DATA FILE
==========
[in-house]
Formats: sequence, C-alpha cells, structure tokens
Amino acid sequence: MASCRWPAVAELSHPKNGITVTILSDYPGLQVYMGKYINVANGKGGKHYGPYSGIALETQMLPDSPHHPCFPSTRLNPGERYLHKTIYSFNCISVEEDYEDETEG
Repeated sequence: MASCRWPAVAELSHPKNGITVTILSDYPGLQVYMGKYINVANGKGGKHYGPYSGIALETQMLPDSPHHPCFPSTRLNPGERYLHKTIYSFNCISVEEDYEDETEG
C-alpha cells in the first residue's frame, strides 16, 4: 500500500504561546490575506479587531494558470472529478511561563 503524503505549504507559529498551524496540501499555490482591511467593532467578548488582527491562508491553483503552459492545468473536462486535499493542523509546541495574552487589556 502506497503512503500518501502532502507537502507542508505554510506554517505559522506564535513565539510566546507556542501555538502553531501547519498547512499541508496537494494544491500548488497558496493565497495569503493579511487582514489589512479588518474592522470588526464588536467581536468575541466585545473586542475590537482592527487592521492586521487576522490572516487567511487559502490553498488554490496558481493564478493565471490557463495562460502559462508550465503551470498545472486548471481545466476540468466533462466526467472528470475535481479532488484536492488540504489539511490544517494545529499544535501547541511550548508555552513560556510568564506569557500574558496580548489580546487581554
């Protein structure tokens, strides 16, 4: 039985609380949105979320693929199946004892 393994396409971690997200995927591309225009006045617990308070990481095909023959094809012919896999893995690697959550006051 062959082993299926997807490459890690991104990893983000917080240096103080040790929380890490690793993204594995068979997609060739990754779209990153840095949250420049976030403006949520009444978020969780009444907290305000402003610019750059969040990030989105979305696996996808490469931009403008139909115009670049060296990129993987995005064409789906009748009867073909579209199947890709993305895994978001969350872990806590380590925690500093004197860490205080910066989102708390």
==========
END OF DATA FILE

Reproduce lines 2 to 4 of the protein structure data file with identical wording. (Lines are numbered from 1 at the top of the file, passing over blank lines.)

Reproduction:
Formats: sequence, C-alpha cells, structure tokens
Amino acid sequence: MASCRWPAVAELSHPKNGITVTILSDYPGLQVYMGKYINVANGKGGKHYGPYSGIALETQMLPDSPHHPCFPSTRLNPGERYLHKTIYSFNCISVEEDYEDETEG
Repeated sequence: MASCRWPAVAELSHPKNGITVTILSDYPGLQVYMGKYINVANGKGGKHYGPYSGIALETQMLPDSPHHPCFPSTRLNPGERYLHKTIYSFNCISVEEDYEDETEG